Middle Fork Road project could be boon to bike camping outside North Bend

IMG_1572Last summer, my partner Kelli and I loaded our bikes and camping stuff onto a bus to Fall City. Our goal was to have a nice 25-mile ride down the Snoqualmie Valley Trail through North Bend and up Middle Fork Road to the Middle Fork Campground.

It was a mostly great ride, but it is about to become amazing. The Mountains to Sound Greenway Trust announced that the Federal Highway Administration (with some Washington State funds) will pave ten miles of the road over two years. The project will cost $20 million, with $1.35 million coming from WSDOT.

When finished, Middle Fork Valley could easily become a very popular bike camping destination, in addition to other recreational activities. To get the valley ready for the added attention once the road is completed (as early as 2015), the MTS Greenway Trust is crowd-funding $25,000 for various recreation and restoration projects. People who want to help out should contribute online by May 1.

Bus-Bike Camping to Middle Fork Campground

For people starting in Seattle, here’s how our trip went.

Kelli and I caught the Sound Transit 554 express bus from Seattle to Issaquah. From there we transferred to King County Metro’s 208 (no Sunday service) to North Bend via Fall City. You can stay on the bus until North Bend (giving you about 15 miles to ride to Middle Fork Campground), but we hopped off in Fall City so we could catch the Snoqualmie Valley Trail into North Bend. UPDATE: Zach informs us in comments below that the 208 no longer serves Fall City. However, it does go to Snoqualmie Falls, which would be a good place to start your ride.

If you have never ridden this section of the Snoqualmie Valley Trail, I simply cannot recommend it enough. There’s a steep climb to get to the trail from Fall City, but it’s worth it. It could be the most wonderful section of trail I have ever been on. The hard-pack gravel surface was smooth and easy, the grade was slightly downhill, the views were astonishing. Really, just a magical place to be and a wonderful place to start the ride:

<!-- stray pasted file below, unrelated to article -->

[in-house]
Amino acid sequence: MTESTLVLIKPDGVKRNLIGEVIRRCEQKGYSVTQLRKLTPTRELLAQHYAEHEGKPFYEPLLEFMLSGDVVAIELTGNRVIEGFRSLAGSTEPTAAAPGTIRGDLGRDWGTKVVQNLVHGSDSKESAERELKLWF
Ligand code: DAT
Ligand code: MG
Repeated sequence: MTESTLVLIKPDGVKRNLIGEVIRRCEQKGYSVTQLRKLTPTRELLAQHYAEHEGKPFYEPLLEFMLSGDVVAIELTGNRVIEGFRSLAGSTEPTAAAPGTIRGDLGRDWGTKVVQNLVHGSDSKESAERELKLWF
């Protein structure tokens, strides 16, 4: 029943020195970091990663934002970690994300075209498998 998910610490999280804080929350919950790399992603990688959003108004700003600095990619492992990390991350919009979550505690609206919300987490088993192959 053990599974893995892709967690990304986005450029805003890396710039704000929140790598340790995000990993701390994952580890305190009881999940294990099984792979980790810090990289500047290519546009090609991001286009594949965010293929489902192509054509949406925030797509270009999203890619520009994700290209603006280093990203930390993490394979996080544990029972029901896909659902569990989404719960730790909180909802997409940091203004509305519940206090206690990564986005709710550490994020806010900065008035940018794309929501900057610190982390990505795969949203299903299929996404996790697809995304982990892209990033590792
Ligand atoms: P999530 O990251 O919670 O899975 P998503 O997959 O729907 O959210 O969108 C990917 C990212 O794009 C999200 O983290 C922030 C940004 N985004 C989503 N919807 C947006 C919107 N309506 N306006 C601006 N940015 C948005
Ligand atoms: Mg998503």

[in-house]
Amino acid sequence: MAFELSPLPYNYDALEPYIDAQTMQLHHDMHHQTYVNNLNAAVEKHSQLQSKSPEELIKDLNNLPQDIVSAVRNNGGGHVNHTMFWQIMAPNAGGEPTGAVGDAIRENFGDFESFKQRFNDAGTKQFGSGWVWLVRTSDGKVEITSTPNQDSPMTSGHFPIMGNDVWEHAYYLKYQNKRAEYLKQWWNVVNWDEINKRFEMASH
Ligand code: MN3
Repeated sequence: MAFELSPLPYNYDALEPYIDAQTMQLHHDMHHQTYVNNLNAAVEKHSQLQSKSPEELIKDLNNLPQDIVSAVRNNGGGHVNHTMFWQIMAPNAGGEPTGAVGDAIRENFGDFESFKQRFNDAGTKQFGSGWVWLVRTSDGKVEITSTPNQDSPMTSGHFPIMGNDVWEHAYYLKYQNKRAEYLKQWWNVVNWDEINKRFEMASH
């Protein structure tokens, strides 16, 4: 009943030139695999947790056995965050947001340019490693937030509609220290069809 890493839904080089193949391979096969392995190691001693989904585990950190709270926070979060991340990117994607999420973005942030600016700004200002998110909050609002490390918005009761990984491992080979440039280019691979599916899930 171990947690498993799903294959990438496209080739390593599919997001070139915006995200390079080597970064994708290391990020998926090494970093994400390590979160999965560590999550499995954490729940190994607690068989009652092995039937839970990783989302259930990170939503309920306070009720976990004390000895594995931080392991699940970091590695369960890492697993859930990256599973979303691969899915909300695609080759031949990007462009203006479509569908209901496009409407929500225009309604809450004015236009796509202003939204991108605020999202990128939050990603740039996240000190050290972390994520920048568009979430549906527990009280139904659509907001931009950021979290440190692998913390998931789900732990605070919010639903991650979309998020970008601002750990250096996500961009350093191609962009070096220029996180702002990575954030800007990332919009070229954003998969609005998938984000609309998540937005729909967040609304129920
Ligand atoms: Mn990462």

IMG_1548The ride was wonderful and easy all the way into North Bend. From there, we grabbed lunch before heading to Middle Fork Road for a 15-mile subtle climb to the campsite. Things started off wonderfully. The Middle Fork Valley is beautiful, in large part due to work in recent decades to clean the area up after years of people using it as a dumping grounds.

But then the road conditions changed. After a few miles of degraded but perfectly bikeable street, the road turned into a rocky mess. The final ten miles were unexpectedly grueling. An old logging road in awful repair, the road was covered in large loose rocks (the size of golf balls and baseballs) sitting on a base of fine white dust that got kicked up into a choking cloud whenever a car passed us. The rocks made the biking somewhat difficult on our road bikes, but it was doable. The dust, however, was miserable.

IMG_1570Every time a car passed, I’d close my mouth, squint my eyes, and try not to breathe too hard. It got everywhere, covering our clothes and bikes, and getting in my mouth. It also covered all the roadside plants, giving the beautiful forest an eery dead feeling.

Once we got the campground, the hiking and exploring was wonderful. We made it out to a then-mostly-dry waterfall called Otter Falls with an amazing swimming hole and view of the surrounding mountains:

IMG_1578Due to its proximity to North Bend, I could easily see the Middle Fork Valley becoming a great bike camping destination and a great trip for people new to bike camping or who simply want to have a relatively easy adventure. But the road is currently bad enough that I would not recommend it (I had initially planned to write this post as part of a series about bus-bike camping trips from Seattle, but dropped the idea because the road was so unpleasant).